Ownership and Use

January 21st, 2003

Bruce Baugh responded to my copyright ownership post (in the comments) with a good lesson in human nature. No matter how ethereal the notion of ownership, it’s real to those who feel it, and to attempt to deny anyone that which their brains tell them is theirs is a tactic doomed to failure. He also points out that ownership is less the issue than use. I suppose that even with physical property there’s a philosophical argument that no object is ever really owned, but we are simply assigned an exclusive right to its use.

Doc‘s call to arms was for us to find a way to stem the tide of misaligned property analogy as pressed by the media interests; a way to get people in general to “get it”. What pervasaive meme can we come up with that will be strong enough to counter the powerful theft/piracy images? Let’s all blog aloud and get the juices flowing, shall we?

Ownership of physical property implies exclusive use. I own my lawn mower, it’s in my posession, in order for you to use it I must relinquish its use to you. You shouldn’t loan it to your neighbour in turn without my permission, especially as that extends my inability to make use of it. If you take it from me, I am left without its use altogether. I can ask to be compensated for the loss. I lose a physical entity, and therefore control over its use.

Ownership of intellectual property does not imply exclusive use. You can play my music without depriving me of it. You can loan it to someone else without affecting my use, although you should ask my permission. I never lose my ability to have full use of the work. What I lose when you use my work without my permission or recompense is control over its use.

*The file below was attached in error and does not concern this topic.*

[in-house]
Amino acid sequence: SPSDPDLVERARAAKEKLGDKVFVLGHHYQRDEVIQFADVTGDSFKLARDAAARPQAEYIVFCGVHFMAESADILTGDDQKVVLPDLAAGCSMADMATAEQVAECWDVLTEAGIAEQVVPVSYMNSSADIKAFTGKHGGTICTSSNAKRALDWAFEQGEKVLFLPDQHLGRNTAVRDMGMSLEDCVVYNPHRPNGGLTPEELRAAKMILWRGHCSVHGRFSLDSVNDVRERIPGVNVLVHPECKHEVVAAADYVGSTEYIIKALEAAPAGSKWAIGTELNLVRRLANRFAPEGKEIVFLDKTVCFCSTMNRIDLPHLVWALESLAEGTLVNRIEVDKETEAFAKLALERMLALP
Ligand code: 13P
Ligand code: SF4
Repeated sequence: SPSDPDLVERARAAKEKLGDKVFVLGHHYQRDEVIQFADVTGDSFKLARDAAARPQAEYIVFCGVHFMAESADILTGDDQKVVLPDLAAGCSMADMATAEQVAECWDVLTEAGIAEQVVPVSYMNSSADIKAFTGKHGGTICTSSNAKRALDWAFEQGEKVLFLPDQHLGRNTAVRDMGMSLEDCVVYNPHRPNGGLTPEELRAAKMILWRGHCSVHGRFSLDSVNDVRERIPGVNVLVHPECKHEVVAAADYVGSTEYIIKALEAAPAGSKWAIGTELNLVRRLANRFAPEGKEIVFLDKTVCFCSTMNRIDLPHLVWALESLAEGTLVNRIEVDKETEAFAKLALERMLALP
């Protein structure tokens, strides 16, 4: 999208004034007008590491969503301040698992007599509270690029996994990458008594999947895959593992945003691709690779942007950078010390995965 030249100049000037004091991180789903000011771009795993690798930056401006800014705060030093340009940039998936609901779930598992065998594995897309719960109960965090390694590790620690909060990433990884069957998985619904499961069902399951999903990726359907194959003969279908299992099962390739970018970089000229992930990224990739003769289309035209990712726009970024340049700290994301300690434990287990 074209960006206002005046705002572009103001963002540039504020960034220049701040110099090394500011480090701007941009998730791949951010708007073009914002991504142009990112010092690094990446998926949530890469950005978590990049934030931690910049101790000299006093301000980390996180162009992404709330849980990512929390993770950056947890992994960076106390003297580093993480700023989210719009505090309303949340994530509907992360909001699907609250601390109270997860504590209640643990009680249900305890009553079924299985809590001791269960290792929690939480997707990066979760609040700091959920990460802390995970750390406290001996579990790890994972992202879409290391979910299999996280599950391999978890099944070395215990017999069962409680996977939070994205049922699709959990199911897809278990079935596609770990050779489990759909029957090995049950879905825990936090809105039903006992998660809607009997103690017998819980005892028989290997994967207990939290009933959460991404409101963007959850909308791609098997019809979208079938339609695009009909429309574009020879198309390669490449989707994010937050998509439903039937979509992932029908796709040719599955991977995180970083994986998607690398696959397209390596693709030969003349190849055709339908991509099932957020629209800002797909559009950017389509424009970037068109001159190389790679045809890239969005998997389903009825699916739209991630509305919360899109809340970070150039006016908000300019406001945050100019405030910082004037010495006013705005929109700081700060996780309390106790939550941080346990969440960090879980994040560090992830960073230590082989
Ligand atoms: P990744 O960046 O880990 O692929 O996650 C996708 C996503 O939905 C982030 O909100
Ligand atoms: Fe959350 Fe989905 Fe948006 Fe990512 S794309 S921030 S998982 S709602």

Obviously these are two very different concepts. Yet they’re both called ownership. Concepts of theft and piracy of intellectual property just don’t fit. How have such ill-fitting analogies come to permeate our conciousness?

3 comments to “Ownership and Use”

  1. I don’t know that there’s anything necessarily wrong with “intellectual property” as a concept. (Then again, I’m a libertarian, so I’m less likely to find it even if it’s there…) I think that the problem with our current IP regimen is that some parties have, in some cases probably deliberately, blurred the question of whose rights are involved. When corporations talk about “creators’ rights”, we should be in there talking about what happened to the guys who actually created Mickey Mouse and brought him to life on film, and to the men and women who’ve come after them. Likewise with actual authors when the publishing combines do the same.

    I’m not sure how to go about framing the debate to do the following, but it would clarify a lot.

    There are actually three groups involved in copyright, patent, and the like.

    There’s the public, whose collective and general interests are, or at least are supposed to be, represented by the law.

    There are creators.

    And there are middlemen, who do not themselves invent works but who do – when they do their job well – add value to the work through useful presentation, promotion, distribution, and so on.